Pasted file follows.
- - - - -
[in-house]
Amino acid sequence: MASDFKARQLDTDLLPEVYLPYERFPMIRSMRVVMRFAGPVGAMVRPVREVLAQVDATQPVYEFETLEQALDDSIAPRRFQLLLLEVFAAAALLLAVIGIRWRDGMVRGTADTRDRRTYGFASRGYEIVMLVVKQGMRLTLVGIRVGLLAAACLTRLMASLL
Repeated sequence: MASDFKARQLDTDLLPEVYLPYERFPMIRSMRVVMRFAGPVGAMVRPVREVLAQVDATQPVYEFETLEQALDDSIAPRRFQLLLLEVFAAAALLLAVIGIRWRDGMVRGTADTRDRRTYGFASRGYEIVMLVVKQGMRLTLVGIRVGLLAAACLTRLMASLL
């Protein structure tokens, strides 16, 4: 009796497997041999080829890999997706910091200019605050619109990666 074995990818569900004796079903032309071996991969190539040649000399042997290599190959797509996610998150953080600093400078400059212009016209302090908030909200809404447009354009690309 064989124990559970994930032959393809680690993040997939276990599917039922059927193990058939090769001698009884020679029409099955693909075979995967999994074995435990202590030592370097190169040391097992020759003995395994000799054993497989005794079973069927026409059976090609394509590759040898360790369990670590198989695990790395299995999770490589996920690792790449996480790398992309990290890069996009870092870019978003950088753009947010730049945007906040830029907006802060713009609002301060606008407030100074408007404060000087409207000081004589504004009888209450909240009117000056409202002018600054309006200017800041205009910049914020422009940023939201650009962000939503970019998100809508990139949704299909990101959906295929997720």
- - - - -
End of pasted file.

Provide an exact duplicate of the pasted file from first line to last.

[in-house]
Amino acid sequence: MASDFKARQLDTDLLPEVYLPYERFPMIRSMRVVMRFAGPVGAMVRPVREVLAQVDATQPVYEFETLEQALDDSIAPRRFQLLLLEVFAAAALLLAVIGIRWRDGMVRGTADTRDRRTYGFASRGYEIVMLVVKQGMRLTLVGIRVGLLAAACLTRLMASLL
Repeated sequence: MASDFKARQLDTDLLPEVYLPYERFPMIRSMRVVMRFAGPVGAMVRPVREVLAQVDATQPVYEFETLEQALDDSIAPRRFQLLLLEVFAAAALLLAVIGIRWRDGMVRGTADTRDRRTYGFASRGYEIVMLVVKQGMRLTLVGIRVGLLAAACLTRLMASLL
């Protein structure tokens, strides 16, 4: 009796497997041999080829890999997706910091200019605050619109990666 074995990818569900004796079903032309071996991969190539040649000399042997290599190959797509996610998150953080600093400078400059212009016209302090908030909200809404447009354009690309 064989124990559970994930032959393809680690993040997939276990599917039922059927193990058939090769001698009884020679029409099955693909075979995967999994074995435990202590030592370097190169040391097992020759003995395994000799054993497989005794079973069927026409059976090609394509590759040898360790369990670590198989695990790395299995999770490589996920690792790449996480790398992309990290890069996009870092870019978003950088753009947010730049945007906040830029907006802060713009609002301060606008407030100074408007404060000087409207000081004589504004009888209450909240009117000056409202002018600054309006200017800041205009910049914020422009940023939201650009962000939503970019998100809508990139949704299909990101959906295929997720």